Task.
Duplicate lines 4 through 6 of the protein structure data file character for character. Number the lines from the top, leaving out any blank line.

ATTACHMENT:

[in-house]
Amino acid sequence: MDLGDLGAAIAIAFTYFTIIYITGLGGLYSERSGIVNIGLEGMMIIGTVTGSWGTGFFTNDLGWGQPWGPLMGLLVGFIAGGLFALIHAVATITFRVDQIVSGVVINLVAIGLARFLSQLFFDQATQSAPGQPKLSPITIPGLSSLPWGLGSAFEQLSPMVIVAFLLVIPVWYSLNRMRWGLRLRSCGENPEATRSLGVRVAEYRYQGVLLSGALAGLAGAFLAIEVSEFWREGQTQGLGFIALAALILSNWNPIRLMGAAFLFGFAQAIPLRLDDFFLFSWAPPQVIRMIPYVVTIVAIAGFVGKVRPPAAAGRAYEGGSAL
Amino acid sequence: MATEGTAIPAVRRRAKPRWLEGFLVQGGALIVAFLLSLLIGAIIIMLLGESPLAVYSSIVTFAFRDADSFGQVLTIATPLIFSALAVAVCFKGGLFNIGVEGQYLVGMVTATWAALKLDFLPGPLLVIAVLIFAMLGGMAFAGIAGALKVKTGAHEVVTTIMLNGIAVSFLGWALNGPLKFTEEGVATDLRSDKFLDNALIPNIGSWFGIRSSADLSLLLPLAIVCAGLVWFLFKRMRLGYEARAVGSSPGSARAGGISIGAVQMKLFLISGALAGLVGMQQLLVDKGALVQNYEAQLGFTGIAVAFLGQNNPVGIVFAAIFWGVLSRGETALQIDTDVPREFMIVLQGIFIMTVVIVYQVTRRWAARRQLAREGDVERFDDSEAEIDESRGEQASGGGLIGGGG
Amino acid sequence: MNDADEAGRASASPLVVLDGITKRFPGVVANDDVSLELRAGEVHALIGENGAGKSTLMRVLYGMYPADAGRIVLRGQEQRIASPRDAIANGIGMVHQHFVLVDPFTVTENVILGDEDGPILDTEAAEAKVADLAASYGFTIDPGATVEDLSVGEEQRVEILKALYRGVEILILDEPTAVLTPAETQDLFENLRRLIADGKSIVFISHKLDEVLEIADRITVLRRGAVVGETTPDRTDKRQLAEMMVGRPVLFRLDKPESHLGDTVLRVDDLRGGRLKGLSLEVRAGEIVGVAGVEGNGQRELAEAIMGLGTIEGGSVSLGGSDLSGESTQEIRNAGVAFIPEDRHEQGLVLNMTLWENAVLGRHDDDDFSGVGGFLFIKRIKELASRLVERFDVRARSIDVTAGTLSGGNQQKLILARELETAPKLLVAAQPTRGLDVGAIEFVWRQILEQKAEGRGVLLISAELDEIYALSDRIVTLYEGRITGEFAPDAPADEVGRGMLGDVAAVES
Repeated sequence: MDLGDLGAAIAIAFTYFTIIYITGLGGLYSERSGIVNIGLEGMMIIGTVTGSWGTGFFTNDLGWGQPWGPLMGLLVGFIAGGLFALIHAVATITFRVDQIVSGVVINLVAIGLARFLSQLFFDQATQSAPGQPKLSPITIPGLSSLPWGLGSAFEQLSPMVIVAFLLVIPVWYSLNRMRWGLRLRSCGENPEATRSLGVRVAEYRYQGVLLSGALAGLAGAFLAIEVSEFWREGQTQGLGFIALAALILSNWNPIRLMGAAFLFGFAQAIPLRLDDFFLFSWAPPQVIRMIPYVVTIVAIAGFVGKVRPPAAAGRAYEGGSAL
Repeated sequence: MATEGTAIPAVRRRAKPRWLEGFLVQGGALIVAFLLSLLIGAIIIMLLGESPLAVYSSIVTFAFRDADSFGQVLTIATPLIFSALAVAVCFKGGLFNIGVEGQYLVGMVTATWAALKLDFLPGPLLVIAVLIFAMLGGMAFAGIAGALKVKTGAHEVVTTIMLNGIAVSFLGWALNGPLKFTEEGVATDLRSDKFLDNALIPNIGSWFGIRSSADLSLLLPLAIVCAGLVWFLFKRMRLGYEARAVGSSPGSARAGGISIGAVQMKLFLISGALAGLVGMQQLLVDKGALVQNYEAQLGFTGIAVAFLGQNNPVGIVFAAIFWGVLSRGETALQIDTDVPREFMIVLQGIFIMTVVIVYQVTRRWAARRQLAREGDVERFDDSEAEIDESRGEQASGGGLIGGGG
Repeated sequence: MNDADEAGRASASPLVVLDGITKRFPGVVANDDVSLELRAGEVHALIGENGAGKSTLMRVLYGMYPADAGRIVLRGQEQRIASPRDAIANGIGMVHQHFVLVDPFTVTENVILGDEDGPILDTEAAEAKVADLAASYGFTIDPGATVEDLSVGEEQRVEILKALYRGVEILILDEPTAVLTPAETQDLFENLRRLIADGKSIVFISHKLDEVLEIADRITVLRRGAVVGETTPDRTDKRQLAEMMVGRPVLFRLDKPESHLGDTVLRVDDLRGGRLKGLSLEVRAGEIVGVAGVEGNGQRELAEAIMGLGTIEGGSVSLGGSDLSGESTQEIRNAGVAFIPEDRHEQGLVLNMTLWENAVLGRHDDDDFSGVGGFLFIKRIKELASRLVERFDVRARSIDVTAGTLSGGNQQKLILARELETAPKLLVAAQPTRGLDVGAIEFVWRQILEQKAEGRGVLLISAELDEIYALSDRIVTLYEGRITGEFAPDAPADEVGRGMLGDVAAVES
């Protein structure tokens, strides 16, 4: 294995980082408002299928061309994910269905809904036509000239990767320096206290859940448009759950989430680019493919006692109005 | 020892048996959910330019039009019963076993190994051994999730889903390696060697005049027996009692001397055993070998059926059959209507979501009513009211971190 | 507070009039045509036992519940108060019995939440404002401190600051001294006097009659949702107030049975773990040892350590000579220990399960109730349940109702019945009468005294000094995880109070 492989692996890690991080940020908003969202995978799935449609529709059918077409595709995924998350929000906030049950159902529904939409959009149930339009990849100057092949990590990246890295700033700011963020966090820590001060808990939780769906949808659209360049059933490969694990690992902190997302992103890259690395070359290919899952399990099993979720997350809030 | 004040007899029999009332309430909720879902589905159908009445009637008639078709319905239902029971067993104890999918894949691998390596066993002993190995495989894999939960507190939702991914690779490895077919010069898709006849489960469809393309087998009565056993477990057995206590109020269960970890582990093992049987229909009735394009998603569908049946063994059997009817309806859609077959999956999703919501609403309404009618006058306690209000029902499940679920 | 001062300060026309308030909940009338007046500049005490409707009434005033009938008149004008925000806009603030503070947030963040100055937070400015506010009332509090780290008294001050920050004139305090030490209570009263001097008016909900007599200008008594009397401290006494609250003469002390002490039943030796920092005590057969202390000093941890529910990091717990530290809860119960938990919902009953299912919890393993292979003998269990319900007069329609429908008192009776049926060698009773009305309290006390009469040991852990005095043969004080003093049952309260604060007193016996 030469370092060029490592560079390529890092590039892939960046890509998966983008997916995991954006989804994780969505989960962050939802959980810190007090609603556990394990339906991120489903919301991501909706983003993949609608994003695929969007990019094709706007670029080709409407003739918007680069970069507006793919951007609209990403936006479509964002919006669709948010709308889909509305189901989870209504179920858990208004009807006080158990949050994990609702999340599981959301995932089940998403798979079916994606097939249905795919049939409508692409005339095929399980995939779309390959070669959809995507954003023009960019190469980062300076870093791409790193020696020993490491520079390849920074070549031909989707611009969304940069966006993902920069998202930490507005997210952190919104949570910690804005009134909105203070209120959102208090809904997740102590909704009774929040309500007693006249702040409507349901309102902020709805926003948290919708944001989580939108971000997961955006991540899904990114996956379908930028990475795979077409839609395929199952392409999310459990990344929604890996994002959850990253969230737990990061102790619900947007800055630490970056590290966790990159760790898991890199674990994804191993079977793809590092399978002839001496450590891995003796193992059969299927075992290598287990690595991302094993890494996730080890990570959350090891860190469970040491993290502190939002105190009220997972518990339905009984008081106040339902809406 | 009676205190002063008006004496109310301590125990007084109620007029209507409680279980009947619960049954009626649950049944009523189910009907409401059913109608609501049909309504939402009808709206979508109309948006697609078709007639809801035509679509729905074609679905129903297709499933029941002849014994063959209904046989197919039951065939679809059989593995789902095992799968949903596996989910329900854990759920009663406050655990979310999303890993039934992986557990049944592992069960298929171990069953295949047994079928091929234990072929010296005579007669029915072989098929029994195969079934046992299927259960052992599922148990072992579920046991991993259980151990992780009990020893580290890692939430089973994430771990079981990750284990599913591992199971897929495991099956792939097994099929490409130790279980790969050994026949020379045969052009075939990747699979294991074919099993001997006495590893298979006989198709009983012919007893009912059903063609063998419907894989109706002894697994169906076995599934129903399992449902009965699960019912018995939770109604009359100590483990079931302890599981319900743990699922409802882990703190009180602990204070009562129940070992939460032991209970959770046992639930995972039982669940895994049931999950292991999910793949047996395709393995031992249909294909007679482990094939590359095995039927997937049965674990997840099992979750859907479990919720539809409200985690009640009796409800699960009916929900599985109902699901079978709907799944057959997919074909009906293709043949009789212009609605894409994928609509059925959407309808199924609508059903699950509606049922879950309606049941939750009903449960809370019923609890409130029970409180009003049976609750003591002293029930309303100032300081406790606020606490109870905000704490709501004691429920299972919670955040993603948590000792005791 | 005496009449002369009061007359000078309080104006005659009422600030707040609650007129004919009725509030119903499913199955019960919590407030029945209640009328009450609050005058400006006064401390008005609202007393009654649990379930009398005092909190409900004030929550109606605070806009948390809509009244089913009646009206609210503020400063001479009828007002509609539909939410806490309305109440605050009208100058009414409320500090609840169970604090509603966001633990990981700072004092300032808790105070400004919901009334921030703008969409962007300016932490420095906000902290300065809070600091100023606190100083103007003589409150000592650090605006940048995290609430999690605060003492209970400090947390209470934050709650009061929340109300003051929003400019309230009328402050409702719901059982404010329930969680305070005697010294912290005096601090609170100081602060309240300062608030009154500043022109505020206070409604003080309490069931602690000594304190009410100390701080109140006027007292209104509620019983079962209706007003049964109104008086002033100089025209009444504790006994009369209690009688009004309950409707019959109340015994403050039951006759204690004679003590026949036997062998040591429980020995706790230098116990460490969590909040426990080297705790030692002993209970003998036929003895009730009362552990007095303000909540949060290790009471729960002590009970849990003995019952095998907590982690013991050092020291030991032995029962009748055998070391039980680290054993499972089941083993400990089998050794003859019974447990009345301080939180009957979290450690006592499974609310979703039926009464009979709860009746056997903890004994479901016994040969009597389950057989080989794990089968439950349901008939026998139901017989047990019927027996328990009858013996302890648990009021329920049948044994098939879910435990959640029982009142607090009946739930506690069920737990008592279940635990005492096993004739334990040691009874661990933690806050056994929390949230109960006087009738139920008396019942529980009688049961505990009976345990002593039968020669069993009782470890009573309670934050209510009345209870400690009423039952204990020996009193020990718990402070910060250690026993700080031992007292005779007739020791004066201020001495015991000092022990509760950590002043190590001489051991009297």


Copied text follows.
Amino acid sequence: MNDADEAGRASASPLVVLDGITKRFPGVVANDDVSLELRAGEVHALIGENGAGKSTLMRVLYGMYPADAGRIVLRGQEQRIASPRDAIANGIGMVHQHFVLVDPFTVTENVILGDEDGPILDTEAAEAKVADLAASYGFTIDPGATVEDLSVGEEQRVEILKALYRGVEILILDEPTAVLTPAETQDLFENLRRLIADGKSIVFISHKLDEVLEIADRITVLRRGAVVGETTPDRTDKRQLAEMMVGRPVLFRLDKPESHLGDTVLRVDDLRGGRLKGLSLEVRAGEIVGVAGVEGNGQRELAEAIMGLGTIEGGSVSLGGSDLSGESTQEIRNAGVAFIPEDRHEQGLVLNMTLWENAVLGRHDDDDFSGVGGFLFIKRIKELASRLVERFDVRARSIDVTAGTLSGGNQQKLILARELETAPKLLVAAQPTRGLDVGAIEFVWRQILEQKAEGRGVLLISAELDEIYALSDRIVTLYEGRITGEFAPDAPADEVGRGMLGDVAAVES
Repeated sequence: MDLGDLGAAIAIAFTYFTIIYITGLGGLYSERSGIVNIGLEGMMIIGTVTGSWGTGFFTNDLGWGQPWGPLMGLLVGFIAGGLFALIHAVATITFRVDQIVSGVVINLVAIGLARFLSQLFFDQATQSAPGQPKLSPITIPGLSSLPWGLGSAFEQLSPMVIVAFLLVIPVWYSLNRMRWGLRLRSCGENPEATRSLGVRVAEYRYQGVLLSGALAGLAGAFLAIEVSEFWREGQTQGLGFIALAALILSNWNPIRLMGAAFLFGFAQAIPLRLDDFFLFSWAPPQVIRMIPYVVTIVAIAGFVGKVRPPAAAGRAYEGGSAL
Repeated sequence: MATEGTAIPAVRRRAKPRWLEGFLVQGGALIVAFLLSLLIGAIIIMLLGESPLAVYSSIVTFAFRDADSFGQVLTIATPLIFSALAVAVCFKGGLFNIGVEGQYLVGMVTATWAALKLDFLPGPLLVIAVLIFAMLGGMAFAGIAGALKVKTGAHEVVTTIMLNGIAVSFLGWALNGPLKFTEEGVATDLRSDKFLDNALIPNIGSWFGIRSSADLSLLLPLAIVCAGLVWFLFKRMRLGYEARAVGSSPGSARAGGISIGAVQMKLFLISGALAGLVGMQQLLVDKGALVQNYEAQLGFTGIAVAFLGQNNPVGIVFAAIFWGVLSRGETALQIDTDVPREFMIVLQGIFIMTVVIVYQVTRRWAARRQLAREGDVERFDDSEAEIDESRGEQASGGGLIGGGG